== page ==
ü Despite its reliable closure this probably isn't the best Elizabeth to lie down, but it continues to amaze me how I expect a $13 bottle to be amongst the best of its type, cheers Mount Pleasant! Point of note: I've rated the last 4 vintages of this wine on a sliding scale; 2001-93pts, 2002-92pts, 2003-91pts and now... Drink to 2011.
90 points

 - Region: Barossa Valley, SA
 - Price: $28-$36
Previously labelled as Reserve Semillon, Peter Lehmann's Margaret astounded critics with its inaugural 2002 release. Placed atop James Halliday's semillon list (96pts) and named Jeremy Oliver's Best Dry Semillon (95pts), it's diverted the attention of some of Australia's keenest semillon drinkers away from the Hunter Valley.
A more than worthy follow up which was included in the Adelaide Review's Top 100 Wines of 2008, the 2003 Margaret is youthfully bright; pale-yellow in colour, revealing an impressively expressive, fresh nose of buttery nuts, quince and citrus over a clear influence of mineral. Its radiant palate is beautifully full and intense, brimming with exceptional depth and complex rubbery texture; it unloads layers of mineral accented lemon, melon and grape characters, which build with intensity and structure. Secondary nuances of beeswax and fresh garden herbs develop from its inner core, with a vibrant presence of chiseled acidity leaving the mouth with persistent flavour and a delightfully clean aftertaste devoid of excessive dryness.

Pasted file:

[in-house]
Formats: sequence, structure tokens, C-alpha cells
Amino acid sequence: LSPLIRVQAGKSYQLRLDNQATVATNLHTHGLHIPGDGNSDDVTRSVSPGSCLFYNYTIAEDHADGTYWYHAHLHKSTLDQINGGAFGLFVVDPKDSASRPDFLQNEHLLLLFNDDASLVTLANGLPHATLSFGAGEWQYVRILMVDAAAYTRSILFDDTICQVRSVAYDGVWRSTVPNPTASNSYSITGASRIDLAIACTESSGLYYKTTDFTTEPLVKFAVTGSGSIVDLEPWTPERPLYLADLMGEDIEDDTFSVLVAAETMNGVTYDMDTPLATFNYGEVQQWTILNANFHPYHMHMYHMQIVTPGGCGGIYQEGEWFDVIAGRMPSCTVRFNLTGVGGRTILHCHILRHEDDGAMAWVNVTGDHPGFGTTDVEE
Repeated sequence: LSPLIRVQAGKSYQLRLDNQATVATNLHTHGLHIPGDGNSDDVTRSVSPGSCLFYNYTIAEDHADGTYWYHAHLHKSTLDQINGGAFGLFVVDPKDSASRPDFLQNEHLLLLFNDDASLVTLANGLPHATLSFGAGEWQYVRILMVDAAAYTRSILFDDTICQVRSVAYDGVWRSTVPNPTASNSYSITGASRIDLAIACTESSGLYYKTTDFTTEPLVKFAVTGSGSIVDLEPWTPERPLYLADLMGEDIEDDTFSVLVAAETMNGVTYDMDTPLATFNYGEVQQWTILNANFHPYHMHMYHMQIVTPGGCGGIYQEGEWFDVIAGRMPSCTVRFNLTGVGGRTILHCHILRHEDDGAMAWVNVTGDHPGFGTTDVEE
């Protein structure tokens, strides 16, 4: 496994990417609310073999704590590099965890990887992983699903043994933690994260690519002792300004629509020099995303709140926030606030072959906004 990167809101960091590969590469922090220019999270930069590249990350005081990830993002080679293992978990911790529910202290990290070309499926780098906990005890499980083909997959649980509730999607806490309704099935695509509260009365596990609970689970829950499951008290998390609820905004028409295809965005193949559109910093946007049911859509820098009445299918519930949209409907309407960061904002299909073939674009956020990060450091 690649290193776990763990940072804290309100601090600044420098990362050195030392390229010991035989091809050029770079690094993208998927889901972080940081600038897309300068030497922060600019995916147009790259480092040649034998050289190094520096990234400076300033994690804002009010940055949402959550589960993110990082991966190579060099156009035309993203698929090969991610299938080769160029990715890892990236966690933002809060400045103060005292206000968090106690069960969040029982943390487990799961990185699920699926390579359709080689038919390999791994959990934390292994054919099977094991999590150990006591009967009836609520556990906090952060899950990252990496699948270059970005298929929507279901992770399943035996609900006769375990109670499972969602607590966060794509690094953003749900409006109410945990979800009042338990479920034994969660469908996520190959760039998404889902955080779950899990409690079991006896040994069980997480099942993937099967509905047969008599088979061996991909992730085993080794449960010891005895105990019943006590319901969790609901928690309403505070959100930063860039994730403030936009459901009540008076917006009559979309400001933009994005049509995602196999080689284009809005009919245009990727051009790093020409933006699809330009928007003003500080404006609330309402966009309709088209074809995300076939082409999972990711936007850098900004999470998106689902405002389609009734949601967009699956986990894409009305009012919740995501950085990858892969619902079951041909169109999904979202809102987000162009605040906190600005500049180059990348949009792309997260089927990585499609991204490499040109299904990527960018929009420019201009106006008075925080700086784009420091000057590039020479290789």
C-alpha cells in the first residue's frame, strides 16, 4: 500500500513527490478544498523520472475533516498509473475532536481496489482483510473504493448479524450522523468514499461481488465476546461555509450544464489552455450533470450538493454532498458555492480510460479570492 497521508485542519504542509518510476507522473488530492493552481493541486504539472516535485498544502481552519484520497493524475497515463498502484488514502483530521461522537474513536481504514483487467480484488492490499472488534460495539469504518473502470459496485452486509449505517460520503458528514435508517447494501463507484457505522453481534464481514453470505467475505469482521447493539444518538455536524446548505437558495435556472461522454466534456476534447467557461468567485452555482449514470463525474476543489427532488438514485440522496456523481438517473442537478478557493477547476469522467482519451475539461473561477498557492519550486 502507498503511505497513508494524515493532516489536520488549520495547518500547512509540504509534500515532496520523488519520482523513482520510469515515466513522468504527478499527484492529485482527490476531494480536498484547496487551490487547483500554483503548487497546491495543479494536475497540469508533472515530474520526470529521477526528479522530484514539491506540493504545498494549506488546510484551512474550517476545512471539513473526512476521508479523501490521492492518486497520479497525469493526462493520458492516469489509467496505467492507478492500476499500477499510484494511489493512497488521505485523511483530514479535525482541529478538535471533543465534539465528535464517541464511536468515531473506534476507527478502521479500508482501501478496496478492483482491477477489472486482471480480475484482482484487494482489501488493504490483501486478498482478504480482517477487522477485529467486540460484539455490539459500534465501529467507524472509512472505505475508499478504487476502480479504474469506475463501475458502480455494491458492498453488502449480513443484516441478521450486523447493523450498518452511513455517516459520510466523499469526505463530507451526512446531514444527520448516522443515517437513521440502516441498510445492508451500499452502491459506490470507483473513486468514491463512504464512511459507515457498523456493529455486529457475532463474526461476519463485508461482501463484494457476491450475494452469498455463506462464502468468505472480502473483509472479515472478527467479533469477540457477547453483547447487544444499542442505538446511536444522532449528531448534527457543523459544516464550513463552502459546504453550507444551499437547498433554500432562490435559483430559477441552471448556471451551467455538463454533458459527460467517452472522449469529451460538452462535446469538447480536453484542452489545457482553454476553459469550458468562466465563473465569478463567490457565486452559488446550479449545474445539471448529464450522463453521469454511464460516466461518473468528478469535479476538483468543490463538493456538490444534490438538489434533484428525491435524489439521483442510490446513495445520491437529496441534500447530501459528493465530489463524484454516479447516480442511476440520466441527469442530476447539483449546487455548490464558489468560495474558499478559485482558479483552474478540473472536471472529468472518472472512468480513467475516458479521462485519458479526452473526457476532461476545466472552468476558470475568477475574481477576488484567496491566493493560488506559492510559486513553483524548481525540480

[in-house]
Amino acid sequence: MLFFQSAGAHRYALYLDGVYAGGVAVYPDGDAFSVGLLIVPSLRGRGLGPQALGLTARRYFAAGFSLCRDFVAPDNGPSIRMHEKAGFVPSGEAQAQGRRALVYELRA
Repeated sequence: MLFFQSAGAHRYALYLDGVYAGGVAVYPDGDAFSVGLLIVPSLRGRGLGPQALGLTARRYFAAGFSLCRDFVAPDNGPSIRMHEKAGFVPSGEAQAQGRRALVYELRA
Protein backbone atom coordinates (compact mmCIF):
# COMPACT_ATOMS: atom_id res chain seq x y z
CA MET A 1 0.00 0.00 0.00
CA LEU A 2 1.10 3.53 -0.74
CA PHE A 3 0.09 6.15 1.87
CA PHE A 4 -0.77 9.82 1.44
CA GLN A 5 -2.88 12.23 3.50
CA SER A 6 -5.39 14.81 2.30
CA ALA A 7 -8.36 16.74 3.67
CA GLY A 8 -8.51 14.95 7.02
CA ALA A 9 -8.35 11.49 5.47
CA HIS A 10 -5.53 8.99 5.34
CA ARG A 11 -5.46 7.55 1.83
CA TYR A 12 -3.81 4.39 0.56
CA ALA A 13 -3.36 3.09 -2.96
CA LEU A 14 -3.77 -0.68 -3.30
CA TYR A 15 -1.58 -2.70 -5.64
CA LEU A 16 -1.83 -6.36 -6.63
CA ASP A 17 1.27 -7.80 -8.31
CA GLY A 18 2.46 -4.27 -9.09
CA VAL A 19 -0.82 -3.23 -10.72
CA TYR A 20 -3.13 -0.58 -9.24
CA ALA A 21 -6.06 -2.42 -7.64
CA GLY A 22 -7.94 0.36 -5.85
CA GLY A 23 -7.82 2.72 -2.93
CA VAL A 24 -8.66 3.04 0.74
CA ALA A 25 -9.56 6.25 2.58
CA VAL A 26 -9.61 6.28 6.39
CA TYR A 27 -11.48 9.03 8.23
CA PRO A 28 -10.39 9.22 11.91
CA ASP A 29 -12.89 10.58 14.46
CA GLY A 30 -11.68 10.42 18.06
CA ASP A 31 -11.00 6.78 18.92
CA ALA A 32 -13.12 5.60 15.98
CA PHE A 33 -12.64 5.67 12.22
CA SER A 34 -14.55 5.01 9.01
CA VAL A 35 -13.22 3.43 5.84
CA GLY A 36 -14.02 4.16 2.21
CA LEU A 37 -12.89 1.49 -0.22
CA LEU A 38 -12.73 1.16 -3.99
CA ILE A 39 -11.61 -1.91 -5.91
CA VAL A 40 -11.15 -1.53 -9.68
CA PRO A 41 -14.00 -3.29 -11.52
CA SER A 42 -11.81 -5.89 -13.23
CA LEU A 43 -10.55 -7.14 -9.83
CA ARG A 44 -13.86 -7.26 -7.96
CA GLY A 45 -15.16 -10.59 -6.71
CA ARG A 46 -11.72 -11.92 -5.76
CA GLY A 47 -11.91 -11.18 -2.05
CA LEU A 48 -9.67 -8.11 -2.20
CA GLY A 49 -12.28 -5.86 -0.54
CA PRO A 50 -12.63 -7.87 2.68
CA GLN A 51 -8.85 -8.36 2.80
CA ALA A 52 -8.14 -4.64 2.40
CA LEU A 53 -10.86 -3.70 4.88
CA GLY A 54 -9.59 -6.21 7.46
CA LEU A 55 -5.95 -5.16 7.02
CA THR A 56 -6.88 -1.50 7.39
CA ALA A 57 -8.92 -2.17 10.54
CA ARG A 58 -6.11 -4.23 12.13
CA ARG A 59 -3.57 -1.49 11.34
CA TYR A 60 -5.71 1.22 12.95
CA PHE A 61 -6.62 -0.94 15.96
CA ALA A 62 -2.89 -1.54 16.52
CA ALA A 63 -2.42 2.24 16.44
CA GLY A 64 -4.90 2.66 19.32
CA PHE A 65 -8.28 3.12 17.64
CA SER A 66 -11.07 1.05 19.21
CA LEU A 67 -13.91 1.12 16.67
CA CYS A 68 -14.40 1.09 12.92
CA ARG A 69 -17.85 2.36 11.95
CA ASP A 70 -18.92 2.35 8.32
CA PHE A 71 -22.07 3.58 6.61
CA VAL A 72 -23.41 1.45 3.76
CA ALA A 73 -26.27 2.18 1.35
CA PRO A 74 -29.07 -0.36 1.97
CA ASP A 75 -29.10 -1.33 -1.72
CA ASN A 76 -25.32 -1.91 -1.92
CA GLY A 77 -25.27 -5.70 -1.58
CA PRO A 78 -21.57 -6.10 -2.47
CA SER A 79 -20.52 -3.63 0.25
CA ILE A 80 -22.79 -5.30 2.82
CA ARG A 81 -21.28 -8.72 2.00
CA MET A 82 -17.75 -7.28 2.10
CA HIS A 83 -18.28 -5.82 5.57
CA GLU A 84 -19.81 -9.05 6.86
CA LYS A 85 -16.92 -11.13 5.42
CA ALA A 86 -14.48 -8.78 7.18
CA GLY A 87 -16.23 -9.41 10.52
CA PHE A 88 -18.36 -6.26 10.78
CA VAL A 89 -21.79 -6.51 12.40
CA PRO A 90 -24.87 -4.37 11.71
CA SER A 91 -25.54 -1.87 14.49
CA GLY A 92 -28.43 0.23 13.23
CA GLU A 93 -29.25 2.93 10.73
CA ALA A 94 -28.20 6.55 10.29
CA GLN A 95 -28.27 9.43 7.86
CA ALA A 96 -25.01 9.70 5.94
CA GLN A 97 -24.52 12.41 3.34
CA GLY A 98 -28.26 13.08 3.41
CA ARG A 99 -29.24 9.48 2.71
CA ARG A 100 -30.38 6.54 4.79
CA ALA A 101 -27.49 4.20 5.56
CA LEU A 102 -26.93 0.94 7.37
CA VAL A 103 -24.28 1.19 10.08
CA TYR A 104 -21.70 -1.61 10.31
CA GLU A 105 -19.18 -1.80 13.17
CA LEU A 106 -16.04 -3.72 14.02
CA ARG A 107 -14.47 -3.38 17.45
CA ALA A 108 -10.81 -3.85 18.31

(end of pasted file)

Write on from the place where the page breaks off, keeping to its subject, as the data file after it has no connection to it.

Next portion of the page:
üAs a big fan of Hunter semillon I've been completely blown away and surprised by this near perfect, hot year Barossa semillon. Wow, what a wine! Drink to 2023.
96 points

 - Region: Barossa Valley, SA
 - Price: $17-$26
Rockford is an idiosyncratic winery with a very loyal following. They're just one of those producers that make you feel glad you live in South Australia.
Mid-yellow/beige in appearance, the 2005 Rockford Semillon reveals an attractive mix of youthful freshness and development. Its waxy expression of grassy, green apple characters work nicely into persistent notes of dry straw. With a gently constructed framework of slightly sour, lemony acids, it leaves the mouth feeling adequately refreshed.
Lacks true class, but it is a tasty little drink nonetheless. Drink to 2011.
90 points

 - Region: Lower Hunter Valley, NSW
 - Price: $20-$34
The Stevens Semillon is a less expensive, single vineyard alternative to Tyrrell's mighty Vat 1. With some vines dating back to 1863 its fruit source, the Stevens Glenoak vineyard, is considered one of he oldest semillon vineyards in the world.